Assisi Loop Assisi Loop Review: How I Helped Treat Inflammation and Pain
Does your dog suffer from arthritis, hip dysplasia, disk disease, colitis, a skin wound? My honest review of a veterinary device you can use at home to help reduce inflammation and pain.

Complete list of Scottish Terrier health problems

Blood-clotting diseases come in all shapes and severities. Unfortunately, the severest form of von Willebrand's disease AND the severest form of hemophilia (hemophilia B) both occur in Scotties.

Epilepsy (seizures) is an increasing concern in Scottish Terriers.

Tumors and cancers are another problem in the breed. Specifically, bladder cancer (transitional cell carcinoma) is 18 times more common in Scottish Terrier than in any other breed. Other cancers also occur in Scotties, such as lymphosarcoma, melanoma, mast cell tumors, hemangiosarcoma, and squamous cell carcinoma.

Endocrine system diseases are a concern, especially Cushing's disease and hypothyroidism. According to the Michigan State University Thyroid Database, up to 12% of Scottish Terriers have low thyroid levels. Addison's disease and diabetes occur occasionally.

Allergies (which cause itchy skin and often lead to pyoderma) are very common in all terriers. More serious skin diseases, demodectic mange and sebaceous adenitis, have been reported in Scotties.

Orthopedic diseases should be expected because of the breed's deformed chondrodysplastic build. Luxating patella (loose knee joints) occur at a pretty high rate in Scottish Terrier, along with intervertebral disk disease. Other orthopedic diseases include Legg-Calve-Perthes disease, craniomandibular osteopathy (CMO), and Wobbler's syndrome.

Eye diseases include cataracts and lens luxation.

Other health issues in Scottish Terriers include heart disease (pulmonic stenosis), liver shunt, cerebellar ataxia, myasthenia gravis, cystinuria, and inherited deafness.

Pulmonary fibrosis is a progressive lung disease in Scotties, where the lungs become chronically inflamed and scarred and breathing becomes labored. It appears around 9 years old and the prognosis is very poor.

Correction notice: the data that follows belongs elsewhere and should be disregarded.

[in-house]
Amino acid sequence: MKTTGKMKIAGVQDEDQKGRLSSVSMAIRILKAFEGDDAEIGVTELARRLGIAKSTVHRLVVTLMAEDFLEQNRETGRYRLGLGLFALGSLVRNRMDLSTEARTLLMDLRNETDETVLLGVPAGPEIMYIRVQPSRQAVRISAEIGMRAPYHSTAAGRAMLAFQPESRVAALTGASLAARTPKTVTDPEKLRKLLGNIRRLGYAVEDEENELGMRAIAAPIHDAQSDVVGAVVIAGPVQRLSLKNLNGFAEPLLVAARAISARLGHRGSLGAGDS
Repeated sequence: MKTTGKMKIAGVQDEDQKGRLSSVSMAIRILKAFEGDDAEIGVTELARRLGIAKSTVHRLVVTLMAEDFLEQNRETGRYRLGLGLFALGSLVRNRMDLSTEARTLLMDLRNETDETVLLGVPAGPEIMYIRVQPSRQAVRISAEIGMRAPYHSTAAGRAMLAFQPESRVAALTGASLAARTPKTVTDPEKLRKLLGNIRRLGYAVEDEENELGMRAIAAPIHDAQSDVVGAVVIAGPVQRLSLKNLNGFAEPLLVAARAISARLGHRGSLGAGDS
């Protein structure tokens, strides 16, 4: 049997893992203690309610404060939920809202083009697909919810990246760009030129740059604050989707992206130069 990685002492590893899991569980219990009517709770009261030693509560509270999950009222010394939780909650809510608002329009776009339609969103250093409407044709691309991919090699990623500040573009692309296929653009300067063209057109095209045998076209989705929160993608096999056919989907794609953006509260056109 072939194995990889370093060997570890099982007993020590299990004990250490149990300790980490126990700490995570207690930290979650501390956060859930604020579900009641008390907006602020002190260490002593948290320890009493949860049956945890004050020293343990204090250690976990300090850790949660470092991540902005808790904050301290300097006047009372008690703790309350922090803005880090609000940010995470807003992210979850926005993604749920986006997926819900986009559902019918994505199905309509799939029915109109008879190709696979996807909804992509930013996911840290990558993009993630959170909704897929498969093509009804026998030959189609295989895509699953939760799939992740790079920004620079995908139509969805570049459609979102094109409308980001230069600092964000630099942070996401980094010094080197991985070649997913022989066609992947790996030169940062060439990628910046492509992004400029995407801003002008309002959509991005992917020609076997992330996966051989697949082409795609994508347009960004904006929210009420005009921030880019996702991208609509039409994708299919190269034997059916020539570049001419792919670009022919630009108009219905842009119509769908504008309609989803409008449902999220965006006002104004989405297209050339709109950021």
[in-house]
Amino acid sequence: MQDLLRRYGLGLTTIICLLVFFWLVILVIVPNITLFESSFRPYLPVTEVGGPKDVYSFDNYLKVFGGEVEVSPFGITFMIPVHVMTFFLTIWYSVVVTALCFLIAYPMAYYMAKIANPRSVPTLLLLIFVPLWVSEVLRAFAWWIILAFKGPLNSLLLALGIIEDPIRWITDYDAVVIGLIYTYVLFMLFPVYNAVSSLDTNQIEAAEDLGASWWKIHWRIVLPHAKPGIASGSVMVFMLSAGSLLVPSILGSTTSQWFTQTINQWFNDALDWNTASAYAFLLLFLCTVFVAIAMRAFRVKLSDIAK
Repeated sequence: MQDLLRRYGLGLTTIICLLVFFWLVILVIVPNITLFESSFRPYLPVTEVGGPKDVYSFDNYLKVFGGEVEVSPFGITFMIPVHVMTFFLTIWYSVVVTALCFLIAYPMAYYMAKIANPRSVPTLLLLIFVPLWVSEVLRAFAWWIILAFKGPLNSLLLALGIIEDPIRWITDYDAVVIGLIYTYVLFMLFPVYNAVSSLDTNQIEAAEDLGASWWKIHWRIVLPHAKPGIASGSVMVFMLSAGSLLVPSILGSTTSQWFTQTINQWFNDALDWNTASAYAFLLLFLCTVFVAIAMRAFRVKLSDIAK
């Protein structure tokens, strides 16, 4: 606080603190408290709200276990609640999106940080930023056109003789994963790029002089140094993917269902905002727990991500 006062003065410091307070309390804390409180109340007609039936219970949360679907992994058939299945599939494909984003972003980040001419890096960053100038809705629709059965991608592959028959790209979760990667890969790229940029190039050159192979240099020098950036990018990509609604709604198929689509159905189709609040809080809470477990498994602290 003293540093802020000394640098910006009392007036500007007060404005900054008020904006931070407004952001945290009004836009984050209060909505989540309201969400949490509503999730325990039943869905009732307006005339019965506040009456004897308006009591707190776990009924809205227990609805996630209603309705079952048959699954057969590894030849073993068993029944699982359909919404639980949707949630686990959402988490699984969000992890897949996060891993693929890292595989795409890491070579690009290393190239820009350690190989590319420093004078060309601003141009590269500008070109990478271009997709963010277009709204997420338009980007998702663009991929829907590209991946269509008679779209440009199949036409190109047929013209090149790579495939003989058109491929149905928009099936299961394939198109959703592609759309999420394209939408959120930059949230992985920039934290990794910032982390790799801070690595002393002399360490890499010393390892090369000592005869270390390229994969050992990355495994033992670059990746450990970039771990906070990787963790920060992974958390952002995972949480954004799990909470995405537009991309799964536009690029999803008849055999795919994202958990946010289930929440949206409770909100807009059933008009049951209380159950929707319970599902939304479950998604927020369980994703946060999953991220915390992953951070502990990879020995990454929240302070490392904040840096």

Let's talk about Scottie Cramp.

The most common inherited disease in Scottish Terriers is an odd neuromuscular disease called Scottie cramp, in which the signal from the brain that tells your Scottie how to walk or run gets "garbled" on its way to the muscles. The reason isn't known for sure, but one theory is that affected dogs may not have enough of some chemical compound (the best guess is serotonin) that acts as a neurotransmitter.

When messages from the brain to the legs become garbled, the result is bizarre spastic movements of the legs. In an affected Scottie, you'll see the first symptoms at 2-18 months old when a puppy who gets excited suddenly begins throwing his front legs to the side, instead of straight forward. He may arch his back and launch into a high goose-step. Or he may find himself completely incapacitated because his leg muscles alternately stretch and flex, as though he's dancing.

This is not a seizure disorder, nor does it seem to be painful, i.e. your puppy's muscles don't really "cramp" the way our own muscles cramp. The puppy just temporarily loses the ability to coordinate his movements because the signals from his brain to his muscles are being scrambled enroute. When the excitement is over or when he stops trying to gallop around, he returns to normal very quickly.

The severity of symptoms varies widely from dog to dog, as does the amount and type of stimulation that brings on an episode. There's no cure for Scottie cramp, but many affected dogs actually learn to anticipate the onset of symptoms and stop running or playing before they occur. By the time such a puppy is grown, he may never exhibit any signs at all. Similarly, an affected Scottie with a laid-back personality is less likely to exhibit symptoms than a more hyper dog.

So Scottie cramp, although it's distressing to watch and certainly no fun for your dog to experience, isn't that serious in the grand scheme of things.

To help you train and care for your dog

dog training videos Dog training videos. Sometimes it's easier to train your puppy (or adult dog) when you can see the correct training techniques in action.

The problem is that most dog training videos on the internet are worthless, because they use the wrong training method. I recommend these dog training videos that are based on respect and leadership.